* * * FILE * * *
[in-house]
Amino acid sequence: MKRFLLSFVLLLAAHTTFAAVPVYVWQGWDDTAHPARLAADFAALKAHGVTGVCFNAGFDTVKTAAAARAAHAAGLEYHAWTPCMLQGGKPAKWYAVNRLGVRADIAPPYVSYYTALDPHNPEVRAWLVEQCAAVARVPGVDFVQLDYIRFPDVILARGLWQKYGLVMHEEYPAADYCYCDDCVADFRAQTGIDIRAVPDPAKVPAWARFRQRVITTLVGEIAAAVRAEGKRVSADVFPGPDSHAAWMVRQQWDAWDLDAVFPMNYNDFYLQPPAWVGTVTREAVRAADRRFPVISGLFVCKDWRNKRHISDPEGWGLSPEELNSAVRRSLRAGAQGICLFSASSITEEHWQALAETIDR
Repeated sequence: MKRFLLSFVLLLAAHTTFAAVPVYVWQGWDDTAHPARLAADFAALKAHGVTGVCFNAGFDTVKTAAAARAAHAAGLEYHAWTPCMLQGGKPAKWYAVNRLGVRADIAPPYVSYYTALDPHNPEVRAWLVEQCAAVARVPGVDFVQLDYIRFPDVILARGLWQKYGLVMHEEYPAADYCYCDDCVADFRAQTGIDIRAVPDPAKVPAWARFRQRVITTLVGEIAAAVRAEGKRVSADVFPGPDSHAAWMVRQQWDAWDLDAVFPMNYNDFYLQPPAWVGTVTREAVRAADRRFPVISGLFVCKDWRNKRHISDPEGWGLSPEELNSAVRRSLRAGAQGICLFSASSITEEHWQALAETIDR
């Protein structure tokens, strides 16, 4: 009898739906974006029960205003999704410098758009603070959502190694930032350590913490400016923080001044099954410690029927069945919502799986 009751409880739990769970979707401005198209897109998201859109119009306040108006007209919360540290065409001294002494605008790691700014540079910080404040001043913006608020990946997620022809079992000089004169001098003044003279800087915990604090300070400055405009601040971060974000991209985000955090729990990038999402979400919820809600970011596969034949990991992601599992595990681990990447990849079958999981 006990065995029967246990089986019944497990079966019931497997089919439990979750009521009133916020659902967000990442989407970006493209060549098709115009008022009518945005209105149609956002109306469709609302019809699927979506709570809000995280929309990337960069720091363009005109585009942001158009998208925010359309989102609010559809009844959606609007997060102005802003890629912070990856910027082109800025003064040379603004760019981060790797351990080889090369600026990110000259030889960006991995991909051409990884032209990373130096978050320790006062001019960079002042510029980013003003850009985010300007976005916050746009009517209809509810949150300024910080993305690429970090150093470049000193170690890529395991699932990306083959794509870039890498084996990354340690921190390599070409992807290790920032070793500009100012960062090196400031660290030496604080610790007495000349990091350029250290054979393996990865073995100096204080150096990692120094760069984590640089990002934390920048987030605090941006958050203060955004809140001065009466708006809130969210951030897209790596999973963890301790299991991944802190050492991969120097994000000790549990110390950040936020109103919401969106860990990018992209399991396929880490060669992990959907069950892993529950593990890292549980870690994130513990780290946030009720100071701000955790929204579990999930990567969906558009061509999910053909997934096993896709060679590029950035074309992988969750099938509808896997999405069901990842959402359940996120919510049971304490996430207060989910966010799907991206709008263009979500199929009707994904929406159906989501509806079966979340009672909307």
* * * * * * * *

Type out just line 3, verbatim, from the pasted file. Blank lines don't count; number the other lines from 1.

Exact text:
Repeated sequence: MKRFLLSFVLLLAAHTTFAAVPVYVWQGWDDTAHPARLAADFAALKAHGVTGVCFNAGFDTVKTAAAARAAHAAGLEYHAWTPCMLQGGKPAKWYAVNRLGVRADIAPPYVSYYTALDPHNPEVRAWLVEQCAAVARVPGVDFVQLDYIRFPDVILARGLWQKYGLVMHEEYPAADYCYCDDCVADFRAQTGIDIRAVPDPAKVPAWARFRQRVITTLVGEIAAAVRAEGKRVSADVFPGPDSHAAWMVRQQWDAWDLDAVFPMNYNDFYLQPPAWVGTVTREAVRAADRRFPVISGLFVCKDWRNKRHISDPEGWGLSPEELNSAVRRSLRAGAQGICLFSASSITEEHWQALAETIDR